A letter from Ramsay MacDonald

P1060713A letter from Ramsay MacDonald, the first Labour Party prime minister, turned up in old papers this week.

The pages on which it was written are stiff, thick and yellow with age. An old fashioned treasury tag holds the typewritten pages together, and the paper smells faintly of decay. It slipped from a bundle of old cards, photographs and letters.

Faint spatters mark the first page as if something spilled while someone was reading the letter. The top page is creased as if it has been read and handled frequently.

It must have been. Receiving a letter from the prime minister must have been an achievement for YHA. The letter may have passed around an office, been read aloud and commented on. A secretary might have copied the text and if not, the pages themselves must have gone to a typesetter.

As I hold the pages I wonder who else held them? MacDonald did, as he signed the letter. HG Vincent, his private secretary did, as he signed the covering letter. Jack Catchpool did, as the letter was addressed to him but, beyond that, the pages don’t tell.

They do tell that MacDonald had written a foreword for the new YHA magazine and was sending it to Jack Catchpool, secretary of the YHA, to be included in the first issue. The letter appeared pretty much as written in the first issue of the YHA’s Rucksack magazine, published in the winter of 1932.

In 1932 in a split with the Labour party Ramsay MacDonald was running a coalition government as the country climbed out of another recession. Jack Catchpool knew him personally and the prime minister seems to have been a supporter of youth hostels. Many of those on the left in British politics were.

The first page of the letter is headed simply 10 Downing Street, Whitehall with the date and a simple logo, the words prime minister above a government coat of arms. Nothing more. The letter is plain and typewritten. Did the prime minister write it himself? Probably.

The letter comes from a time when the YHA was just getting started. It was two years old, had 20,000 members and had opened its first hostels the previous year. It had the support of the most senior politician in Britain. It was a time when politicians were more accessible, when we lived more open lives.

His response to Jack Catchpool was quick. Catchpool requested the foreword on 23 September and it was done by 12 October, not bad going and I doubt our current prime minister would respond as quickly if asked for an article for a magazine, even without an election campaign. Neither does it seem likely she would write as personally as MacDonald did. She is a keen walker but I don’t think she stays in youth hostels.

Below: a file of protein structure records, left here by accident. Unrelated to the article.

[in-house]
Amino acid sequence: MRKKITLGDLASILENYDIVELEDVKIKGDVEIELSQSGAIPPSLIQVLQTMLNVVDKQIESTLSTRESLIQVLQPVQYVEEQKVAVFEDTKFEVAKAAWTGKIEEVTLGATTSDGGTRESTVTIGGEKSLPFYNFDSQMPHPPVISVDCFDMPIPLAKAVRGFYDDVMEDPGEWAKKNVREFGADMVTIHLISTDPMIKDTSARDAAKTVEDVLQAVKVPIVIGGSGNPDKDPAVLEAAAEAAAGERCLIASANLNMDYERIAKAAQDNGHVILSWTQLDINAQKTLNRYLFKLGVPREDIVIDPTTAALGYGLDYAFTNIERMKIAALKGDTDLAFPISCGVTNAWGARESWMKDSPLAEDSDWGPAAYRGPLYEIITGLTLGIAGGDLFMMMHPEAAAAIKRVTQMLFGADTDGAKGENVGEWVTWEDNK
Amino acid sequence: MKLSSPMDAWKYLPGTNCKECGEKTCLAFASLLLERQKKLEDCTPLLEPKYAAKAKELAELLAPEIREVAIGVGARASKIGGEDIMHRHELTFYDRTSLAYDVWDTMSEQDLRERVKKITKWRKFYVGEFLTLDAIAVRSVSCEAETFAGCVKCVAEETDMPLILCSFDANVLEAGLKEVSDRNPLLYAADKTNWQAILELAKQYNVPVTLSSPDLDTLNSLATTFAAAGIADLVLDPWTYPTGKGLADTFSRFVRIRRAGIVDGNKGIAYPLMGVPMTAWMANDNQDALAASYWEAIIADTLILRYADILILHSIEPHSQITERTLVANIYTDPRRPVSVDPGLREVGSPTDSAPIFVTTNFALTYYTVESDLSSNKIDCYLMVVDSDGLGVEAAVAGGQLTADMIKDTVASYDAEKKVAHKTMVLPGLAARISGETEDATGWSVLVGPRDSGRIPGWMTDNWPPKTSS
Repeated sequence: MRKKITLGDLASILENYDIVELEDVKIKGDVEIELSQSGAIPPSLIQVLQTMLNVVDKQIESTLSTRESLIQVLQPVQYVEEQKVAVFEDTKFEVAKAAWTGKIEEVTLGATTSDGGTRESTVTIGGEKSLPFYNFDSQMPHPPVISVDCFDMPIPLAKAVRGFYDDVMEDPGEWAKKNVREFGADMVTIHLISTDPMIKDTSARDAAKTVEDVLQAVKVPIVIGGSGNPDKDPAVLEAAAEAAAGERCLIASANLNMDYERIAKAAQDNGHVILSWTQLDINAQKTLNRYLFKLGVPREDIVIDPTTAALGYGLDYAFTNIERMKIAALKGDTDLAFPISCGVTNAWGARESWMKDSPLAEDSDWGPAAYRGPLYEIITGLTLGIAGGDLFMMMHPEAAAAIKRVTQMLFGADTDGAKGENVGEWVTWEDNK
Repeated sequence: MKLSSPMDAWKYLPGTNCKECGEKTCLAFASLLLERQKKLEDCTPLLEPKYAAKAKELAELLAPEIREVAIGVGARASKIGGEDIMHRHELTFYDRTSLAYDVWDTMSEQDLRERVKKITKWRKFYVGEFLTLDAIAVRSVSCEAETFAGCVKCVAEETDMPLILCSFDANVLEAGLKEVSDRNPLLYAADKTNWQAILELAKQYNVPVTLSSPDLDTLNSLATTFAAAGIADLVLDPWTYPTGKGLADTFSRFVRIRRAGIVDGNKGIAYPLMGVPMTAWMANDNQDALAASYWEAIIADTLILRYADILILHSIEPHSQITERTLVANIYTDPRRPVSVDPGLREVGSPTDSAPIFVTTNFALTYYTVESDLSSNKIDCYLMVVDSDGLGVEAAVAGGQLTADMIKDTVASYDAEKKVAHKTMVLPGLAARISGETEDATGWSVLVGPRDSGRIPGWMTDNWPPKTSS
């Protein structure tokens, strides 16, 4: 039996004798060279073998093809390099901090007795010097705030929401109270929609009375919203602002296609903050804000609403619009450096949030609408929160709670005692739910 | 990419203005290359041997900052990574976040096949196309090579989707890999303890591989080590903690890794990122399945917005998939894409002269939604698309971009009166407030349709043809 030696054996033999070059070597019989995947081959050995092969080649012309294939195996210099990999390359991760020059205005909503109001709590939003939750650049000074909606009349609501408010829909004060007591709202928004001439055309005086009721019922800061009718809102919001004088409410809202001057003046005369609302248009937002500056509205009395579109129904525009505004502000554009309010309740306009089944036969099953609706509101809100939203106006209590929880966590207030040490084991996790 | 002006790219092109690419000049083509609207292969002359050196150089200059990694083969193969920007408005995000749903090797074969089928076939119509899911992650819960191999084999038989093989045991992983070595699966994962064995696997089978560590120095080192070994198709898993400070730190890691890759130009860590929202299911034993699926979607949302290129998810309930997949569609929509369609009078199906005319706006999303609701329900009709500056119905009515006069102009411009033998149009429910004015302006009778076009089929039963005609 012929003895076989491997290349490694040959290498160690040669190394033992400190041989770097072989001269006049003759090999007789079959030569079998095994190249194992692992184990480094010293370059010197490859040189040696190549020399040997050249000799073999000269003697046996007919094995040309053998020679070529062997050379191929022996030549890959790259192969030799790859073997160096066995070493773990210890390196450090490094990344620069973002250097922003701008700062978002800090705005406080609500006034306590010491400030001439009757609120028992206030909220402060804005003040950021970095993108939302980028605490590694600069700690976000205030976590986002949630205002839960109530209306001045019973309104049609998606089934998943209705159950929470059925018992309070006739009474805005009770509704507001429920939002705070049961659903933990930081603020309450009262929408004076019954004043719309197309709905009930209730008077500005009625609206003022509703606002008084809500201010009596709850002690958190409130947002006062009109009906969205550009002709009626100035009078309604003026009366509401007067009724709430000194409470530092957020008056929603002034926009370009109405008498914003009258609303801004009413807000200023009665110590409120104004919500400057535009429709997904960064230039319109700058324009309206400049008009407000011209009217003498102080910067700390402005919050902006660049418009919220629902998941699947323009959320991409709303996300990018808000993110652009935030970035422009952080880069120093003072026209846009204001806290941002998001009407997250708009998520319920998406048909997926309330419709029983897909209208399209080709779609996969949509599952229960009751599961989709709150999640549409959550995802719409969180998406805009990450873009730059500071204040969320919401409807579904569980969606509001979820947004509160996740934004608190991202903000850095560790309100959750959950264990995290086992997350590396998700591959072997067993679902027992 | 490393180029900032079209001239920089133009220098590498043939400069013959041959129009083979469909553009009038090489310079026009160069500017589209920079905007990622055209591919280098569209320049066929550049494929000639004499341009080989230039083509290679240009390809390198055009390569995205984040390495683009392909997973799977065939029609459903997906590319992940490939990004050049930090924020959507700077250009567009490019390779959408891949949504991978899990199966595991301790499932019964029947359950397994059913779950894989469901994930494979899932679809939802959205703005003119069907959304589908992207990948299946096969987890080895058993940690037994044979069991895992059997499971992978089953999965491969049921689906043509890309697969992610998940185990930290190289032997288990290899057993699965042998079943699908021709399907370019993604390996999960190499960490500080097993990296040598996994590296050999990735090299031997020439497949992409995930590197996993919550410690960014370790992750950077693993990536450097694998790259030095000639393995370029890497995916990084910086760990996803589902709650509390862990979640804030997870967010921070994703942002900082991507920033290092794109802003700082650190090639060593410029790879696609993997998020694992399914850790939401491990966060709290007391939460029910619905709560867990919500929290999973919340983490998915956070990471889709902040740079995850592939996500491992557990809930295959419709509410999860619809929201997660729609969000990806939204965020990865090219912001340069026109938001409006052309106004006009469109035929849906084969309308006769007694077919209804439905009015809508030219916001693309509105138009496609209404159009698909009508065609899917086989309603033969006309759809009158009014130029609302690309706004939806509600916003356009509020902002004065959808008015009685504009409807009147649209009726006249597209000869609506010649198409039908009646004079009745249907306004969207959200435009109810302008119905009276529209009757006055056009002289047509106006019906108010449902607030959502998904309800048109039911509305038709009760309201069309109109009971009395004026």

In his letter MacDonald wondered how the new YHA magazine would be used. Would the magazine cheer “our workday lives” or recollect past pleasures and “a promise of those to come.” Would the reader use it to plan future trips? MacDonald expected the magazine would give “useful information of all kinds – of the type of scenery and of the chain of hostels whose doors will be open to us, and so on.” Just as YHA’s current e-zine does.

He wondered what would become of the YHA when it was 25 years old and “in the dismal, monotonous flats of middle age”, or when more than 50 years old, where it is today.

There may be more of a story around the letter somewhere but at this stage I’ve no idea. Who floated the idea of asking MacDonald to write a foreword for a new magazine? Did someone call up and ask his office? Was there a discussion? Catchpool knew MacDonald so there may have been a discussion, at some event or other. The letter might lead to further checks.

History’s like that. One mystery opens another. There’s no way of knowing with any certainty.

For the time being the letter sits on my desk, a quick connection with Jack Catchpool, the man whose biography I am trying to write and a reminder how different those times were, when youth hostels were just getting started and the illegitimate son of a housemaid was prime minister.

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